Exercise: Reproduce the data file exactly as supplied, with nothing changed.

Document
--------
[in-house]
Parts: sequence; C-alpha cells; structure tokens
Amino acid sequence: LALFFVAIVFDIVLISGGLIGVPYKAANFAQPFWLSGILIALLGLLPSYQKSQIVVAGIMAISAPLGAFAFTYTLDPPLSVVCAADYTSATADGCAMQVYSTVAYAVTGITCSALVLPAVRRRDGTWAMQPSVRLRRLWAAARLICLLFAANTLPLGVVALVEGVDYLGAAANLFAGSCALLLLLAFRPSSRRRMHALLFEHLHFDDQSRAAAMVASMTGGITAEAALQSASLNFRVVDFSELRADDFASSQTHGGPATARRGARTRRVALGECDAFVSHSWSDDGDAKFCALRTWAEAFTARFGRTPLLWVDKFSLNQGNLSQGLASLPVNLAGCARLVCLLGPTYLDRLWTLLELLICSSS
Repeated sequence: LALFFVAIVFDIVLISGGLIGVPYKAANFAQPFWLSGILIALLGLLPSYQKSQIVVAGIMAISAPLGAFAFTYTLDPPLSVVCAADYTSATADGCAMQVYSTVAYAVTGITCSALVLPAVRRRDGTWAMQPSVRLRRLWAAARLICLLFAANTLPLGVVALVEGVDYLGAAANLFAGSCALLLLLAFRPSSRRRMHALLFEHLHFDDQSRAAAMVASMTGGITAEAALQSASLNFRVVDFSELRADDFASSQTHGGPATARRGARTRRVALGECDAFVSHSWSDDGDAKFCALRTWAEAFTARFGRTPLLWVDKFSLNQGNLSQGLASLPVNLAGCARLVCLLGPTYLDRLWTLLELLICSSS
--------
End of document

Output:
[in-house]
Parts: sequence; C-alpha cells; structure tokens
Amino acid sequence: LALFFVAIVFDIVLISGGLIGVPYKAANFAQPFWLSGILIALLGLLPSYQKSQIVVAGIMAISAPLGAFAFTYTLDPPLSVVCAADYTSATADGCAMQVYSTVAYAVTGITCSALVLPAVRRRDGTWAMQPSVRLRRLWAAARLICLLFAANTLPLGVVALVEGVDYLGAAANLFAGSCALLLLLAFRPSSRRRMHALLFEHLHFDDQSRAAAMVASMTGGITAEAALQSASLNFRVVDFSELRADDFASSQTHGGPATARRGARTRRVALGECDAFVSHSWSDDGDAKFCALRTWAEAFTARFGRTPLLWVDKFSLNQGNLSQGLASLPVNLAGCARLVCLLGPTYLDRLWTLLELLICSSS
Repeated sequence: LALFFVAIVFDIVLISGGLIGVPYKAANFAQPFWLSGILIALLGLLPSYQKSQIVVAGIMAISAPLGAFAFTYTLDPPLSVVCAADYTSATADGCAMQVYSTVAYAVTGITCSALVLPAVRRRDGTWAMQPSVRLRRLWAAARLICLLFAANTLPLGVVALVEGVDYLGAAANLFAGSCALLLLLAFRPSSRRRMHALLFEHLHFDDQSRAAAMVASMTGGITAEAALQSASLNFRVVDFSELRADDFASSQTHGGPATARRGARTRRVALGECDAFVSHSWSDDGDAKFCALRTWAEAFTARFGRTPLLWVDKFSLNQGNLSQGLASLPVNLAGCARLVCLLGPTYLDRLWTLLELLICSSS